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Handling Slowly Changing Dimensions in HANA with SLT Data Replication

Tracking History on HANA:

Handling Slowly Changing Dimensions in HANA with SLT Data Replication

Aug 2013

CONTRIBUTORS

Abani Pattanayak,  SAP HANA Center of Excellence

Jody Hesch, SAP Business Analytic Services

Mark Wozniak, SAP HANA Solution Center

Mahesh Sardesai, SAP Database Technology Services

1. BACKGROUND:

A customer needs the capability to report against current (“as is”) and historical (“as was”) data for certain dimensions in their SAP HANA data mart system.

Dimensions whose values change over time and are captured are referred to as Slowly Changing Dimensions (SCDs). (Technically there are different types of SCDs which meet different business requirements. Those described in this document refer to SCDs of Type 2/6.)

Capturing SCDs is a well-understood task for data warehouses/marts and can be handled in various ways including by SAP Business Objects Data Services via the History Preservation transformation.

2. PROBLEM STATEMENT:

In many instances of SAP HANA data mart solutions, data is replicated from source systems into HANA via SAP LT Replication server (SLT). SLT does not come with history preservation features “out-of-the-box”. As such there is a challenge in addressing the best way to preserve history (in other words, how to track slowly changing dimensions).

An ideal approach should include:

- Good performance on large datasets*.

- Ease of implementation

- Maintainable over time

*Some dimension tables on current retail system at customer site exceed 300 million rows, so good performance is particularly important in instances like these.

3. SOLUTION APPROACHES:

The following documentation describes three solution approaches to capturing Slowly Changing Dimensions in a HANA system with SLT as the replication technology. The first two approaches are outlined briefly. The third approach, which has significant advantages over the first two, is outlined in detail.

All three approaches involve creating and executing stored procedures on a scheduled basis to populate a history table which we also call an ‘effective’ table. The effective table has, at a minimum, the same fields as the source table as well as validity period fields VALID_FROM and VALID_TO. The primary key fields are the same as the source fields and also include VALID_TO.

The effective table can be modeled as an attribute view joined to the Data Foundation in an Analytic View via a Temporal Join. Please see the SP6 SAP HANA Developer’s Guide, p. 175, found at http://help.sap.com/hana_appliance#section6 for details on this join type.

Approach 1 involves doing full table comparisons between source and effective tables and updating the effective table accordingly. (In this and following descriptions, ‘source table’ refers to the HANA table that has been replicated from the source system). This approach is the worst-performing of the three approaches and requires the most effort to implement for each set of dimensions for which SCDs are tracked.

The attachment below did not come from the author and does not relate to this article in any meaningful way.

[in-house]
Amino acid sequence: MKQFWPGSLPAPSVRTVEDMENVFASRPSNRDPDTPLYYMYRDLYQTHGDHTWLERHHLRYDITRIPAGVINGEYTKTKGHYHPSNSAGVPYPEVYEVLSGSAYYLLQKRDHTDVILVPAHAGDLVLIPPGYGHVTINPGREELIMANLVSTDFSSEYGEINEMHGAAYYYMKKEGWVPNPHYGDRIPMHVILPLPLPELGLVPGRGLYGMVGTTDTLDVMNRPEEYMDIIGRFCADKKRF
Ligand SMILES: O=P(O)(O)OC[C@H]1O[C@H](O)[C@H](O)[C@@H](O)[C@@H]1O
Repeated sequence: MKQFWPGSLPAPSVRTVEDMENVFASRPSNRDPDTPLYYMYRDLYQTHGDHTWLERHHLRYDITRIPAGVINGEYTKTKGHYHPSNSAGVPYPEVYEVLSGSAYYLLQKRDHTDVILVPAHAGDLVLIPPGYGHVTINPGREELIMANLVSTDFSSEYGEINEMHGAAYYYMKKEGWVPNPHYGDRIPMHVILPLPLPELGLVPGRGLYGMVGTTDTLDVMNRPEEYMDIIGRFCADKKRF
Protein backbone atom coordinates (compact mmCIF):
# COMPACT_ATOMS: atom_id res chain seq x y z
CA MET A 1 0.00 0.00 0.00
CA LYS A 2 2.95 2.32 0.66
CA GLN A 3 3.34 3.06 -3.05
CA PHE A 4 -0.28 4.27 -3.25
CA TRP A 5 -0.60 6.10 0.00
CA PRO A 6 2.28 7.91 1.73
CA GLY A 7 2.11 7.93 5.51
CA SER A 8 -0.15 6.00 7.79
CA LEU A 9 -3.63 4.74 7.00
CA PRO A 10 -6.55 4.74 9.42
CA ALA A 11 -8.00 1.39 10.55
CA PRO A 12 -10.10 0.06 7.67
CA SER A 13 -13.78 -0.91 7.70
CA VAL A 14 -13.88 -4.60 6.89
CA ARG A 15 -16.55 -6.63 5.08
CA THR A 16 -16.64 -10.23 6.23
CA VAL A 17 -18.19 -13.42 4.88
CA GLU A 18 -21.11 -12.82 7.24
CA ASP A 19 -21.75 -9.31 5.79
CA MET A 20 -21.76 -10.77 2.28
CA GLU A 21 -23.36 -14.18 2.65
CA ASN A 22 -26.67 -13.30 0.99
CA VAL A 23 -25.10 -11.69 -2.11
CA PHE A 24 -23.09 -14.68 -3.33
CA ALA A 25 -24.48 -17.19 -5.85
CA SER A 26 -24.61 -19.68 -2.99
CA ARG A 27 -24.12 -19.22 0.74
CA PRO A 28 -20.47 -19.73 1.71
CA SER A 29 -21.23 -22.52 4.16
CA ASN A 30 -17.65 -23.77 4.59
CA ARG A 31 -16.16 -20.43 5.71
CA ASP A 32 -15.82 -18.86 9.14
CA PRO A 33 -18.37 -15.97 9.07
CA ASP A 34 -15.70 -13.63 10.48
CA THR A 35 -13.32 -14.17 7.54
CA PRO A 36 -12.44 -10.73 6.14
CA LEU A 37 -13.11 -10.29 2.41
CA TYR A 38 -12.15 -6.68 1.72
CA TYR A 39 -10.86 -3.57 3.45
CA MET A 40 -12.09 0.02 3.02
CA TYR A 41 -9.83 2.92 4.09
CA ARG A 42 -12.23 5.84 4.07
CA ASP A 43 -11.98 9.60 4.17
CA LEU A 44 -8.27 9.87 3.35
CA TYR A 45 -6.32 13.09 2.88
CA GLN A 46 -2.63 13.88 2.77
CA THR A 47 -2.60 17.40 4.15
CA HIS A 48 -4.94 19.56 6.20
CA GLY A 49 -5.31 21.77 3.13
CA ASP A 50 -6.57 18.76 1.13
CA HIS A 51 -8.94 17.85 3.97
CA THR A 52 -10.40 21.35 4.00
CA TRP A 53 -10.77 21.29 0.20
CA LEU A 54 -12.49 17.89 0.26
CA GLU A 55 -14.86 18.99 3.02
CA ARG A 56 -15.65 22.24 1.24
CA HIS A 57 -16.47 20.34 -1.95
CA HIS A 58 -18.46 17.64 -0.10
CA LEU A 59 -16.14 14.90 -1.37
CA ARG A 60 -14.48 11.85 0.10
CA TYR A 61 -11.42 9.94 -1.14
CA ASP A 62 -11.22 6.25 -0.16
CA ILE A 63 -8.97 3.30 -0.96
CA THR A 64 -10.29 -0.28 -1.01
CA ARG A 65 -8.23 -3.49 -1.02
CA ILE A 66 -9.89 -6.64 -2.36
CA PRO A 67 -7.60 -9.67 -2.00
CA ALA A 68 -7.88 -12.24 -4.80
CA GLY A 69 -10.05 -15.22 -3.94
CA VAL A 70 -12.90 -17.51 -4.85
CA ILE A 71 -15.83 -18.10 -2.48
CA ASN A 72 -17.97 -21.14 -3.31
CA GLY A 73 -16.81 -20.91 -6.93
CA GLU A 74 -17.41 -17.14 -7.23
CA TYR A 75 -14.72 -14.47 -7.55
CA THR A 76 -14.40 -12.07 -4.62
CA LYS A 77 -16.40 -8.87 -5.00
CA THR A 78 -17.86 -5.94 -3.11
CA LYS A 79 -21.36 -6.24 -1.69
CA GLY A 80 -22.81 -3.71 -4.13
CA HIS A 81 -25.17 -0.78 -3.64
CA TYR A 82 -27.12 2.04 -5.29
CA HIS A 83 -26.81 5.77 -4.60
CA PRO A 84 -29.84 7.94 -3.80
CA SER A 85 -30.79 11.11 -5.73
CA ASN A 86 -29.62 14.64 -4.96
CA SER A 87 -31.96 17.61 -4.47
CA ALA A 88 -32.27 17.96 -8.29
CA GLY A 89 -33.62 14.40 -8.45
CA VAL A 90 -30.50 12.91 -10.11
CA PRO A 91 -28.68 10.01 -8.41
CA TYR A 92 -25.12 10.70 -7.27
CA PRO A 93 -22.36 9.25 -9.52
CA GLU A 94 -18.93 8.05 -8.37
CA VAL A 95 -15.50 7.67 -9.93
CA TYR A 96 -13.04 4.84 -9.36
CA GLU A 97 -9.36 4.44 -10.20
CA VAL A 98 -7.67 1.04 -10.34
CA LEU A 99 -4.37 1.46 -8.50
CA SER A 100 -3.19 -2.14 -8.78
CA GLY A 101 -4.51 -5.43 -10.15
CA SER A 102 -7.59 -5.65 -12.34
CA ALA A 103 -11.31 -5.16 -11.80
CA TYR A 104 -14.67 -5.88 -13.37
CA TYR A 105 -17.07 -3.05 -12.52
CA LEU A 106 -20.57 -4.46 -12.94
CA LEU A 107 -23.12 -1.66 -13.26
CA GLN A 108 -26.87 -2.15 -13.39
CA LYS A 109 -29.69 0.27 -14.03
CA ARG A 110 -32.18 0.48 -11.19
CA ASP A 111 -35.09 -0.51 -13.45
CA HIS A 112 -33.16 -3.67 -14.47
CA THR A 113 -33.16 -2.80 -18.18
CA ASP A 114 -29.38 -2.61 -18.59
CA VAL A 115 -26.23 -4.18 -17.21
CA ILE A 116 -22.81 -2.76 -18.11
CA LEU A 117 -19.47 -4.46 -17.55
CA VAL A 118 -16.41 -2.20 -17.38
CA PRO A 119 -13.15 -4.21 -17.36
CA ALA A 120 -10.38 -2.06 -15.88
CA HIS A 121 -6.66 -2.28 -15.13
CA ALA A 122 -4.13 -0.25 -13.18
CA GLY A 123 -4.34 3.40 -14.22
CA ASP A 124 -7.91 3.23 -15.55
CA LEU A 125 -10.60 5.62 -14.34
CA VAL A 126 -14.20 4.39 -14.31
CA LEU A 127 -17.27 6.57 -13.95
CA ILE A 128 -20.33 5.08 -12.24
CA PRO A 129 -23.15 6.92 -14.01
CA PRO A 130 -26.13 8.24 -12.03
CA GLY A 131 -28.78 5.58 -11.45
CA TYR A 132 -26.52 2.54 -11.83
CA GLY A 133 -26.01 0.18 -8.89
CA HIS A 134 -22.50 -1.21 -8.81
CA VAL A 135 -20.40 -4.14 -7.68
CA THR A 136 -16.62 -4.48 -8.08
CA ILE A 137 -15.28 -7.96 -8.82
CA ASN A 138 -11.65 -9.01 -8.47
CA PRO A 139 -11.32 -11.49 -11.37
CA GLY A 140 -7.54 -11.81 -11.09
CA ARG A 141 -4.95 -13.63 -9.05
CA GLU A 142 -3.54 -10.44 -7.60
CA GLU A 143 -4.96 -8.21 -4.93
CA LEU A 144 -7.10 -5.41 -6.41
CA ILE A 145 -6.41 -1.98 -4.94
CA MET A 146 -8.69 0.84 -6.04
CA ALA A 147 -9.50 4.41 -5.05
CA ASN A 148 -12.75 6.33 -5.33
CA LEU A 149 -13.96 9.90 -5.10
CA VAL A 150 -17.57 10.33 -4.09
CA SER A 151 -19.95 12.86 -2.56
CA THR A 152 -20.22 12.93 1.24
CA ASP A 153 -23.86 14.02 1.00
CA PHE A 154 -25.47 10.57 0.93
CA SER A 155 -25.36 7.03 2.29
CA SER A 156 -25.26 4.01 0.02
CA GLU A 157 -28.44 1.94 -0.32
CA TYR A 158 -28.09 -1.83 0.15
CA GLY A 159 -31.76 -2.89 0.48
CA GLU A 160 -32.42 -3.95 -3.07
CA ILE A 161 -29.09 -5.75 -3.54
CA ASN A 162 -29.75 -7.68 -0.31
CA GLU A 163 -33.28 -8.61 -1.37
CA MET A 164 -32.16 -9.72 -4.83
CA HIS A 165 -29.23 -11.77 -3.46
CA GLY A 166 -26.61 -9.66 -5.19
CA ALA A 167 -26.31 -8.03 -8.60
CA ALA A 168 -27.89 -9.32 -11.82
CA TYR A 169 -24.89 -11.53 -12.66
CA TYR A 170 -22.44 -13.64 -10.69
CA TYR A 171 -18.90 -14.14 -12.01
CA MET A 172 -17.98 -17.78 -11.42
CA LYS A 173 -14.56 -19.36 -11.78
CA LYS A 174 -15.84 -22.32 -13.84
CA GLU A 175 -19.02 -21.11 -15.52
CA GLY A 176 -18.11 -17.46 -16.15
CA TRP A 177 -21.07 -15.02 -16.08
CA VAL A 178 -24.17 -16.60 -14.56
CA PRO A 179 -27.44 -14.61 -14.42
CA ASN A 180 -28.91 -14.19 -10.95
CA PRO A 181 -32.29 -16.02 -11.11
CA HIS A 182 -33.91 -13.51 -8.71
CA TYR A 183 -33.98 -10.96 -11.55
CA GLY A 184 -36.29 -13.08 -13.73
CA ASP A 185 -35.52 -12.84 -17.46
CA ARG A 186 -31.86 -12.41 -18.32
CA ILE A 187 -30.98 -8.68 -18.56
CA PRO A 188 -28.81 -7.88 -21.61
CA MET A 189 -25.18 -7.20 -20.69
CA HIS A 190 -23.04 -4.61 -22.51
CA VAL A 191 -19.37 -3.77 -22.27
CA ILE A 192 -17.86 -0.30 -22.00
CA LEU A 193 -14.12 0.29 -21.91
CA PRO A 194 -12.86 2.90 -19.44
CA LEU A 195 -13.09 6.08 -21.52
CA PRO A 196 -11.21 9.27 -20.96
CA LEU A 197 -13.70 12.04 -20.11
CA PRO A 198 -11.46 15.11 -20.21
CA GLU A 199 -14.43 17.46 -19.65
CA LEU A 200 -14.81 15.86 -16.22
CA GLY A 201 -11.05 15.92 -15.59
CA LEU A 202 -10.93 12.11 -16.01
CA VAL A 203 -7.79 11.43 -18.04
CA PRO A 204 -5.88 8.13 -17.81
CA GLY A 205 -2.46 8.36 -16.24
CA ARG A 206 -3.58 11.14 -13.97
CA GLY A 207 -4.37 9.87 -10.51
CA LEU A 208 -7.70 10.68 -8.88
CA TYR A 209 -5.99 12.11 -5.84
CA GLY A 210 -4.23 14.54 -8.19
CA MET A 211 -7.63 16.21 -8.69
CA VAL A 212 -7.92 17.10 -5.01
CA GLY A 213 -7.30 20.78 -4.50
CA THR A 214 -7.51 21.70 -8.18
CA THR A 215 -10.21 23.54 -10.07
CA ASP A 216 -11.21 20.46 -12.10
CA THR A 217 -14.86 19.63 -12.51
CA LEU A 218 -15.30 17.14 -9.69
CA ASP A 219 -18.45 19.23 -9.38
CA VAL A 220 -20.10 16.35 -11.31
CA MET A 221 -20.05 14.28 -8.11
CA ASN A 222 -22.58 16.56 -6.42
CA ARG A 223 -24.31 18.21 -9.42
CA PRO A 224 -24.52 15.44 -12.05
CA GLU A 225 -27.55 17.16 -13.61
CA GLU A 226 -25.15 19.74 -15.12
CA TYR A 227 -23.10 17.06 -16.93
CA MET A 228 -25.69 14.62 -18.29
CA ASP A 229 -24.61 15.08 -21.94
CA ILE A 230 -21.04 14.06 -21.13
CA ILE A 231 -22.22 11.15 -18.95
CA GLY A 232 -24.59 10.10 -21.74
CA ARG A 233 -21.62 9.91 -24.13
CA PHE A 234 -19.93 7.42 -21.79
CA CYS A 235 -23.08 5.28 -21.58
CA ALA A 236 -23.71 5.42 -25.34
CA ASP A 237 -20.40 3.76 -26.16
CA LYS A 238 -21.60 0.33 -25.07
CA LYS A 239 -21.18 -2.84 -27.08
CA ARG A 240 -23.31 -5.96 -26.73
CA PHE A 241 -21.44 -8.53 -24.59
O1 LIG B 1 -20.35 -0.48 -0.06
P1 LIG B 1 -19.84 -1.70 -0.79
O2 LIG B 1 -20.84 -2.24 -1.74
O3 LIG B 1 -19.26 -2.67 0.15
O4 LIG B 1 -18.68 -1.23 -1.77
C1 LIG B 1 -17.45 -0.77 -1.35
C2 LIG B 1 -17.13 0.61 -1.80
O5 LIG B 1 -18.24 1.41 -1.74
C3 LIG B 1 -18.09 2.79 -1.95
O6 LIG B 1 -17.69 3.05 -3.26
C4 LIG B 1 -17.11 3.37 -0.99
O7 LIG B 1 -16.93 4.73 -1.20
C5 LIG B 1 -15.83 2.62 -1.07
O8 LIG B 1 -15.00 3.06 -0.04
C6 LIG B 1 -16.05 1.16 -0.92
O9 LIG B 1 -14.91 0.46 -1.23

Approach 2 involves creating DB triggers on the source table to capture the DELTA for INSERT/UPDATE/DELETE operations. This approach has better performance than Approach 1 and is easier to implement but can still be challenging to maintain over time. This approach also has performance issue, if high volume delta records.

Approach 3 entails capturing operation types of source data records (INSERT, UPDATE, DELETE) and flagging records accordingly. Then a stored procedure populates/updates the historical (“as was”) table with source data as well as respective validity periods. (Additional fields such as “Current Flag” can easily be included in the following approach.) Only the deltas from the source table are required (except for initial load), and no trigger is required. Also, SLT configs for this approach can be applied (reused) on any table. As such, Approach 3 is the best-performing, most maintainable and easiest to implement over the 3 approaches.

3.1 APPROACH 1: Table Compare

Approach 1 involves the following steps (in SQLScript pseudo code) in a stored procedure to compare source and effective tables and update the effective table accordingly.

IF effective table is empty THEN

- Populate effective table with copy of source table
- Setting VALID_FROM = ‘1900-01-01’
- Setting VALID_TO = ‘9999-12-31’

ELSE

1) SELECT all records that exist in either
      a.source table or
      b.history table and are currently valid
INTO variable call change_table

2) UPDATE all records in history table
      a. that correspond to records in change_table
      b.set VALID_TO = yesterday (timestamp)

3) INSERT all records in history table
      a.That correspond to records in change_table on all field values (not just keys)
      b. set VALID_FROM to today
      c. set VALID_TO to ‘9999-12-31’

3.2 APPROACH 2: DB Triggers

Step 1

Add a trigger to the source table that is executed ON INSERT and insert the corresponding record in the effective table.

Step 2

Add a trigger to source table that is executed ON DELETE and updates the corresponding record in the effective table (i.e. ‘expires’ that record by setting VALID_TO = yesterday). This should reference the old state of the record (REFERENCING OLD ROW <myoldrow>).

Step 3

Add a trigger to the source table that is executed ON UPDATE and

a.  Updates the corresponding record in the effective table (i.e. ‘expires’ that record by setting VALID_TO = yesterday). This should reference the old state of the record (REFERENCING OLD ROW <myoldrow>).

b. Inserts a new record in the effective table (VALID_FROM = today and VALID_TO = ‘9999-12-31’). This should reference the new state of the record (REFERENCING NEW ROW <mynewrow>)

Step 3

Create a stored procedure to initialize the effective table with the following logic.

IF effective table is empty THEN

-   Populate effective table with copy of source table

-   Setting VALID_FROM = ‘1900-01-01’

-   Setting VALID_TO = ‘9999-12-31’

One of the drawbacks of Approach 2 is the performance of the triggers when large sets of data are changed in the source table (mass inserts / updates / deletes).

We ran DELETE statements with filters that would impact different numbers of rows in the source table and arrived at the following measurements.

Statement 'DELETE FROM "ERPACC_RPDCLNT200"."MARC" WHERE WERKS = 'X133''

successfully executed in 790 ms 578 µs  (server processing time: 753 ms 555 µs) - Rows Affected: 500

Statement 'DELETE FROM "ERPACC_RPDCLNT200"."MARC" WHERE WERKS = 'X520''

successfully executed in 25.422 seconds  (server processing time: 23.823 seconds) - Rows Affected: 7394

Statement 'DELETE FROM "ERPACC_RPDCLNT200"."MARC" WHERE WERKS = 'X220''

successfully executed in 31.323 seconds  (server processing time: 30.734 seconds) - Rows Affected: 15011